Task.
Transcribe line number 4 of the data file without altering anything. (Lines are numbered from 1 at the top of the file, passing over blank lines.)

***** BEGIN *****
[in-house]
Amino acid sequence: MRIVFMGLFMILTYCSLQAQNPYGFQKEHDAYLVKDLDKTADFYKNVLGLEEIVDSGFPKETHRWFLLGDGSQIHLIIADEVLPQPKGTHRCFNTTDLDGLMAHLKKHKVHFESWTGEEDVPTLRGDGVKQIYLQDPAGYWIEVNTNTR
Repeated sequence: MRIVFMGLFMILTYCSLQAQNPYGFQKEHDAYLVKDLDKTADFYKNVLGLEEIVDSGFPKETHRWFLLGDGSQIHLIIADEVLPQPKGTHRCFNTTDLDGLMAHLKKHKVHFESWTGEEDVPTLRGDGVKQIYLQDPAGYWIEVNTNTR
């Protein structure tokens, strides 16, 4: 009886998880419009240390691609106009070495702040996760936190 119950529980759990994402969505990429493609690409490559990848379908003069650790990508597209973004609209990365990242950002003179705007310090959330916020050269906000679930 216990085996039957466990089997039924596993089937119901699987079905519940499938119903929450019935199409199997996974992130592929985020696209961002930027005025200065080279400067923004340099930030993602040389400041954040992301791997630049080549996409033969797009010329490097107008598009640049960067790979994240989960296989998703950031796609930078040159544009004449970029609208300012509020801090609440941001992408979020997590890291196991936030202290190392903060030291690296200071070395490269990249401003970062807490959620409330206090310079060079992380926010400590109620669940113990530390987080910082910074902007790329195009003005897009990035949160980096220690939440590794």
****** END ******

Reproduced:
């Protein structure tokens, strides 16, 4: 009886998880419009240390691609106009070495702040996760936190 119950529980759990994402969505990429493609690409490559990848379908003069650790990508597209973004609209990365990242950002003179705007310090959330916020050269906000679930 216990085996039957466990089997039924596993089937119901699987079905519940499938119903929450019935199409199997996974992130592929985020696209961002930027005025200065080279400067923004340099930030993602040389400041954040992301791997630049080549996409033969797009010329490097107008598009640049960067790979994240989960296989998703950031796609930078040159544009004449970029609208300012509020801090609440941001992408979020997590890291196991936030202290190392903060030291690296200071070395490269990249401003970062807490959620409330206090310079060079992380926010400590109620669940113990530390987080910082910074902007790329195009003005897009990035949160980096220690939440590794």